The problem was the financial meltdown. the story came from the unique fun way in which Puma approached it – creating a useful utility while bringing a smile to everyone’s faces. With no media spend and to launch the new Puma Bodywear range to a global audience. The opportunity for Puma was to deliver on its brand promise of “Where is the Joy” by leaning into the cultural conversations already happening around the world.
And we had to do it with no media budget.

The Strategy
Initial planning was based on discovering what our target was interested in and cared about. We then had to create something that would go viral in their world. Next, our plan was to seed the campaign in a few key places and coordinate a PR push along with specific ads on to create initial buzz about the idea. After that, our plan was to build on the momentum and encourage the mass media to pick up the story for added buzz. Finally, we hoped to achieve enough success to continue to evolve the idea.

Early planning successfully identified our target and informed the creation and production of our content. Initial seeding and PR push succeeded in lighting a spark on the app/site that soon went viral on its own. Soon, mass media was reporting the site and helping spread the word. The plan pretty much stayed true to form throughout.

The Goal
Our goals were three fold:
Drive awareness of the Puma’s new Bodywear range to a youth audience in key markets,
Reinforce new Puma brand positioning “Where is the Joy”
Ultimately drive sales of the product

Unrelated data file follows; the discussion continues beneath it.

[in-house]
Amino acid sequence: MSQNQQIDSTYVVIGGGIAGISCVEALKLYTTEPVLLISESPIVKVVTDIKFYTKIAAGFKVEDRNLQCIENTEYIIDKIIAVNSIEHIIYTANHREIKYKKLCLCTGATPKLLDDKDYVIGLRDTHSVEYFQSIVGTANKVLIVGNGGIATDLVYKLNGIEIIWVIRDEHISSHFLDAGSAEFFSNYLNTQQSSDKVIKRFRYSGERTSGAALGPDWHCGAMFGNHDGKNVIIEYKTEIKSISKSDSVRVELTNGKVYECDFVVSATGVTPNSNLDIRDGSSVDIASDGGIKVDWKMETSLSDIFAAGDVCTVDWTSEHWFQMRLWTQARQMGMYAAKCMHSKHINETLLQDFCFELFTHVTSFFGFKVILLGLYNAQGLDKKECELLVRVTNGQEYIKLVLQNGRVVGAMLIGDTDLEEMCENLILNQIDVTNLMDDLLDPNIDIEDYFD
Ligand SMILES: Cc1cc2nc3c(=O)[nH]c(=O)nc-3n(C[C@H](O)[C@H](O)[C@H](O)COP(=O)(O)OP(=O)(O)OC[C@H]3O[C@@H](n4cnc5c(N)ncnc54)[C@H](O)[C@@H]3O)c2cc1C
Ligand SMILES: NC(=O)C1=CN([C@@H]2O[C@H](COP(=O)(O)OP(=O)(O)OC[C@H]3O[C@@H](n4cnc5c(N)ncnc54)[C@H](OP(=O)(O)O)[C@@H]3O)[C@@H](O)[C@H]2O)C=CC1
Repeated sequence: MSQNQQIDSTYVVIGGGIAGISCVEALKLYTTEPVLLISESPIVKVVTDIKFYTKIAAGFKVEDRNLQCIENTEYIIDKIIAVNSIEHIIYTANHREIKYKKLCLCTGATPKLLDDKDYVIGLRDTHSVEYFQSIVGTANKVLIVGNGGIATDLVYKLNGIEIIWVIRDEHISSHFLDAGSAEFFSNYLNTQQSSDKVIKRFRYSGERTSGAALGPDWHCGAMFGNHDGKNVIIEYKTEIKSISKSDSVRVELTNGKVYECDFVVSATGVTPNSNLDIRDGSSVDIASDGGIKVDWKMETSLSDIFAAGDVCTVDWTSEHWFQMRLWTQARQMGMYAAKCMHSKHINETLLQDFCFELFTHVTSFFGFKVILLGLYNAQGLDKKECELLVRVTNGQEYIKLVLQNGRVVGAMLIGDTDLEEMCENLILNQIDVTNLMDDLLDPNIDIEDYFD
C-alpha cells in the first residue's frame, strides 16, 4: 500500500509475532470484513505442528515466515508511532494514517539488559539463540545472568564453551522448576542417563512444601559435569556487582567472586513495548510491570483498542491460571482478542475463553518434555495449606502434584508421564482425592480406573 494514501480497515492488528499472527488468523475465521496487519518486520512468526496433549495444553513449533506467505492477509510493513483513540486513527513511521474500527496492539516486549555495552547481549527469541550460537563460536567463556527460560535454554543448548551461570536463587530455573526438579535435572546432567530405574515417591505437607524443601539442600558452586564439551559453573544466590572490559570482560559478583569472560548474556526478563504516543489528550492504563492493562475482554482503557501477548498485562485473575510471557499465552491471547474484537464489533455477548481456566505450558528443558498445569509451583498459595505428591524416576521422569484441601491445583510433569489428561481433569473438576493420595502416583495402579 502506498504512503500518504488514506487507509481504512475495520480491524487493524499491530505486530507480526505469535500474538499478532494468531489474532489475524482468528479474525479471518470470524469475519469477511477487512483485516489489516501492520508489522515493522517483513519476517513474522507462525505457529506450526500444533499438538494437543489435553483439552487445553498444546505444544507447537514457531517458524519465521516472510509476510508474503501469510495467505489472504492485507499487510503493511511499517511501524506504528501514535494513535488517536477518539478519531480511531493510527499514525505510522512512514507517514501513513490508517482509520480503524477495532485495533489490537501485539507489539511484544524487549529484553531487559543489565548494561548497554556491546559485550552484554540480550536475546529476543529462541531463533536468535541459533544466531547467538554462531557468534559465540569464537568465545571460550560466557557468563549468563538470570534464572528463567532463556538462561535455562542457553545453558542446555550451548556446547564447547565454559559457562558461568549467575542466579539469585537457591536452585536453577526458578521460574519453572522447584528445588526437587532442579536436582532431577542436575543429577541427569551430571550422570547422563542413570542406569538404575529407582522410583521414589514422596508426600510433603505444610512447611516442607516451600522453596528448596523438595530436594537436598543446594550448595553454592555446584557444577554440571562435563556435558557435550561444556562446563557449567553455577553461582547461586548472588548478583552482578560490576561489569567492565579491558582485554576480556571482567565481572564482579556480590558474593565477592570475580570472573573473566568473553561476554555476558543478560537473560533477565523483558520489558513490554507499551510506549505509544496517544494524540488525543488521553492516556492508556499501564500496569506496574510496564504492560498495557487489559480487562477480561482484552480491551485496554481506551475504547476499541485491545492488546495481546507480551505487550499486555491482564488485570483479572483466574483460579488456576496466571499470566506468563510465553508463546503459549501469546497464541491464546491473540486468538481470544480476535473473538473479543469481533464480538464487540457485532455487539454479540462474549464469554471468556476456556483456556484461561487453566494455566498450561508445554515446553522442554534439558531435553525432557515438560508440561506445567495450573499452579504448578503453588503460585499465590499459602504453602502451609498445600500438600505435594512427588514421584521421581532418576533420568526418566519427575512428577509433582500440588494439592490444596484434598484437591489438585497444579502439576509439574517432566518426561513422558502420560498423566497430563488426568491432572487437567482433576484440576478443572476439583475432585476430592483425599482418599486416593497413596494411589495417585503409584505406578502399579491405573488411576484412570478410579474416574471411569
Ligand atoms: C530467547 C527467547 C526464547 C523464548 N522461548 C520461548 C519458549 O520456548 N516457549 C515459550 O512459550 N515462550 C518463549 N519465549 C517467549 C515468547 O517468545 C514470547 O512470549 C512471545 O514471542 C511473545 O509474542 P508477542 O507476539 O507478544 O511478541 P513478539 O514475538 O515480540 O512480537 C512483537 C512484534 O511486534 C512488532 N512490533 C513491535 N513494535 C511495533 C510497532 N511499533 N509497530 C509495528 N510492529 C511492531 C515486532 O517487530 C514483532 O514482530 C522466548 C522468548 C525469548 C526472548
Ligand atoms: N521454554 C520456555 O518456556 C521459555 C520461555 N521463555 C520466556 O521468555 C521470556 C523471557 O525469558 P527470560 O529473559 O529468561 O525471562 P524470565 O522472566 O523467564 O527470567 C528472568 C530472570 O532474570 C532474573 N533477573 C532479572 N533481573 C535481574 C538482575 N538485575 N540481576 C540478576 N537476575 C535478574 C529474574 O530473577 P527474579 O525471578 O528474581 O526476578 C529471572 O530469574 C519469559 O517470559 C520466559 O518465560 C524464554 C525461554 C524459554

The downturn in the economy had put the state of finance into the mainstream water cooler conversation. Research showed that finance apps were consistently in the Top 50 most sold on iTunes…But while finance had reached new cultural relevance with new audience, the media and apps consumed still treated the story like one big spreadsheet. It was through this cultural and competitive analysis that we came to the key insight that the financial world was in the need of some Puma Joy.

• 130,000,000 media impressions
• 40,000 app downloads, One of the top 20 Apps of the year
•Tens of thousands of blog/twitter/facebook of blog postings (*still tracking exact figures)
•An unprecedented amount of return visitors to the site (*still tracking exact figures)

“We’ve seen a lot of branded applications and a lot of them play it too straight down the middle,” said Antonio Bertone, Puma’s chief marketing officer. “We thought that if we could do this right and have models take off clothes when the market was going down, this could really work.”

Advertising Agency: Droga5, New York
Creative Chairman: David Droga
Executive Creative Director: Duncan Marshall, Ted Royer
Creative Director/Copywriter: Kevin Brady
Art Director: Jesse Juriga
Year: 2010
Shortlist Cannes Lion
Silver Pencil at the One Show Interactive.